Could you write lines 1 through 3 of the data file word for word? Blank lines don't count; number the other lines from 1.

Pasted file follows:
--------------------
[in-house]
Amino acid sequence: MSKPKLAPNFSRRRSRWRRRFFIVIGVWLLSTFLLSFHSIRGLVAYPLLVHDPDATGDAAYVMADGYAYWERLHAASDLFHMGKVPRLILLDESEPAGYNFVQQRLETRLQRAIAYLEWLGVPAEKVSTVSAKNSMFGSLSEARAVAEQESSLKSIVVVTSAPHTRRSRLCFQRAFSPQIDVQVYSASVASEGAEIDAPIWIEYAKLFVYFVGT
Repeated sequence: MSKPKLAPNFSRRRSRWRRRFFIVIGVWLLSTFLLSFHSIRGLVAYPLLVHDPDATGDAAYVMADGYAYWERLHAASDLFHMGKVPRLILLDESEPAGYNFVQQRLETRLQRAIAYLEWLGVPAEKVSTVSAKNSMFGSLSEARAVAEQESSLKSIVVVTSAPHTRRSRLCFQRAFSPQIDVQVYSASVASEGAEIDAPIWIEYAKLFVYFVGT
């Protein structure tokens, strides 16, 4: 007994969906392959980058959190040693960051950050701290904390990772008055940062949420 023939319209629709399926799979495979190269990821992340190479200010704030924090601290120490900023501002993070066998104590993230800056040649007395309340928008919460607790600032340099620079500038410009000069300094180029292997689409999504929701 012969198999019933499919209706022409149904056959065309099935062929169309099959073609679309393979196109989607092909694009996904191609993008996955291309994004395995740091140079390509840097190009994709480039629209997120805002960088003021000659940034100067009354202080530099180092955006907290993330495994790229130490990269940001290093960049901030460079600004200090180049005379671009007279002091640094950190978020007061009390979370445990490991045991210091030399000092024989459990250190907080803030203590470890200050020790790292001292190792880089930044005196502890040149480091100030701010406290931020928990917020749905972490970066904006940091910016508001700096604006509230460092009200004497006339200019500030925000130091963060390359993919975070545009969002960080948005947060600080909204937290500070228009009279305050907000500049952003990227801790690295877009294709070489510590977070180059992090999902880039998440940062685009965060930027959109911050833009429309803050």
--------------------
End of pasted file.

[in-house]
Amino acid sequence: MSKPKLAPNFSRRRSRWRRRFFIVIGVWLLSTFLLSFHSIRGLVAYPLLVHDPDATGDAAYVMADGYAYWERLHAASDLFHMGKVPRLILLDESEPAGYNFVQQRLETRLQRAIAYLEWLGVPAEKVSTVSAKNSMFGSLSEARAVAEQESSLKSIVVVTSAPHTRRSRLCFQRAFSPQIDVQVYSASVASEGAEIDAPIWIEYAKLFVYFVGT
Repeated sequence: MSKPKLAPNFSRRRSRWRRRFFIVIGVWLLSTFLLSFHSIRGLVAYPLLVHDPDATGDAAYVMADGYAYWERLHAASDLFHMGKVPRLILLDESEPAGYNFVQQRLETRLQRAIAYLEWLGVPAEKVSTVSAKNSMFGSLSEARAVAEQESSLKSIVVVTSAPHTRRSRLCFQRAFSPQIDVQVYSASVASEGAEIDAPIWIEYAKLFVYFVGT